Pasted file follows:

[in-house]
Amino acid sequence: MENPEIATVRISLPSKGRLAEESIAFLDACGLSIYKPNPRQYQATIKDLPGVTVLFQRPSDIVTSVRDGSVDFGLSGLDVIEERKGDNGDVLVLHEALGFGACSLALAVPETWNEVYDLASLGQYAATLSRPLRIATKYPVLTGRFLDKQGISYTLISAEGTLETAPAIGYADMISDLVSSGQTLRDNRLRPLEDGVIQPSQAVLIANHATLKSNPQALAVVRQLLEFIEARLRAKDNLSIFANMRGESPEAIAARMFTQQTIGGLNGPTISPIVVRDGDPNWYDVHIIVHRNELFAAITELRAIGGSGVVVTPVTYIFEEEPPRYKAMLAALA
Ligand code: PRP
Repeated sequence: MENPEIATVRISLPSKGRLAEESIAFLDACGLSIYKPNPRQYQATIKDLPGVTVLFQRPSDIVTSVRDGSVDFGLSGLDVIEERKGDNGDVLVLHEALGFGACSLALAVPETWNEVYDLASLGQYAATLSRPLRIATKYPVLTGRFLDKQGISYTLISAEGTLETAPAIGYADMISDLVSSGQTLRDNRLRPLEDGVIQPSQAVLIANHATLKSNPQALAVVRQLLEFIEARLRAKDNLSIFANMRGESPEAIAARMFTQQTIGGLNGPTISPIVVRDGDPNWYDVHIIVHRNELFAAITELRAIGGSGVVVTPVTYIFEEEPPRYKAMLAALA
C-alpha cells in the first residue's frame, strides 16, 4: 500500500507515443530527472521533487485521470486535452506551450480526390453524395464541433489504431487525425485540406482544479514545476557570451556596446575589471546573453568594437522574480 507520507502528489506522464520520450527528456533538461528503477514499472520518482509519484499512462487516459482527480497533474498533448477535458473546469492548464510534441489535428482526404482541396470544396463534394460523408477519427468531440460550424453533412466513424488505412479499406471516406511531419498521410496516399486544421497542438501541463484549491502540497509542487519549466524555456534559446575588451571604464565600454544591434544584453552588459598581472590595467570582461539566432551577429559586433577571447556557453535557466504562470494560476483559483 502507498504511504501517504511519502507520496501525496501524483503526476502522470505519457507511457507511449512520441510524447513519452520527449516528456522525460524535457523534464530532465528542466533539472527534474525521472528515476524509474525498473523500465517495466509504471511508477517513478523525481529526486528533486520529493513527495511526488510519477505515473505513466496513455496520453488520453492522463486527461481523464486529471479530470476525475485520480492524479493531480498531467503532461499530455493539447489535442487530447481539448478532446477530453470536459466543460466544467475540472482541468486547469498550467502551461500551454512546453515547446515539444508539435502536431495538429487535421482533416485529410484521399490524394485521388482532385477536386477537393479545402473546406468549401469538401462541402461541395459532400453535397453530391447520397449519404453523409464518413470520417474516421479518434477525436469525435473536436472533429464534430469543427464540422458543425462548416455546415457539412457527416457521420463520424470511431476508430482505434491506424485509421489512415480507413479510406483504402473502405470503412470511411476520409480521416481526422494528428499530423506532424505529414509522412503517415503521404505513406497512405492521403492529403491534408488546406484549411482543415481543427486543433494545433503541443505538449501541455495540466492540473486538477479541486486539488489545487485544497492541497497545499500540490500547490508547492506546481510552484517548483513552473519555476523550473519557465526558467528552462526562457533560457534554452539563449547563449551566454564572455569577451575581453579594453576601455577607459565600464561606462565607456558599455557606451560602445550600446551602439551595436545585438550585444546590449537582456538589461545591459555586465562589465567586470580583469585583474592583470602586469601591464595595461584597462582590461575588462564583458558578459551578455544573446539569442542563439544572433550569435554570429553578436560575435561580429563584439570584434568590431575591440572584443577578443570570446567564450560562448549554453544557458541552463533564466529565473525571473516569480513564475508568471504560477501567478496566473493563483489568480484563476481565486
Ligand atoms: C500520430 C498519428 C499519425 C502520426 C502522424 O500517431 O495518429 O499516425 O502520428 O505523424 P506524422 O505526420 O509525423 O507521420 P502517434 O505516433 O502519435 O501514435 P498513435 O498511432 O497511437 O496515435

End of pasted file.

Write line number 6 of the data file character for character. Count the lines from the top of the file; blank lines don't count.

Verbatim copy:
Ligand atoms: C500520430 C498519428 C499519425 C502520426 C502522424 O500517431 O495518429 O499516425 O502520428 O505523424 P506524422 O505526420 O509525423 O507521420 P502517434 O505516433 O502519435 O501514435 P498513435 O498511432 O497511437 O496515435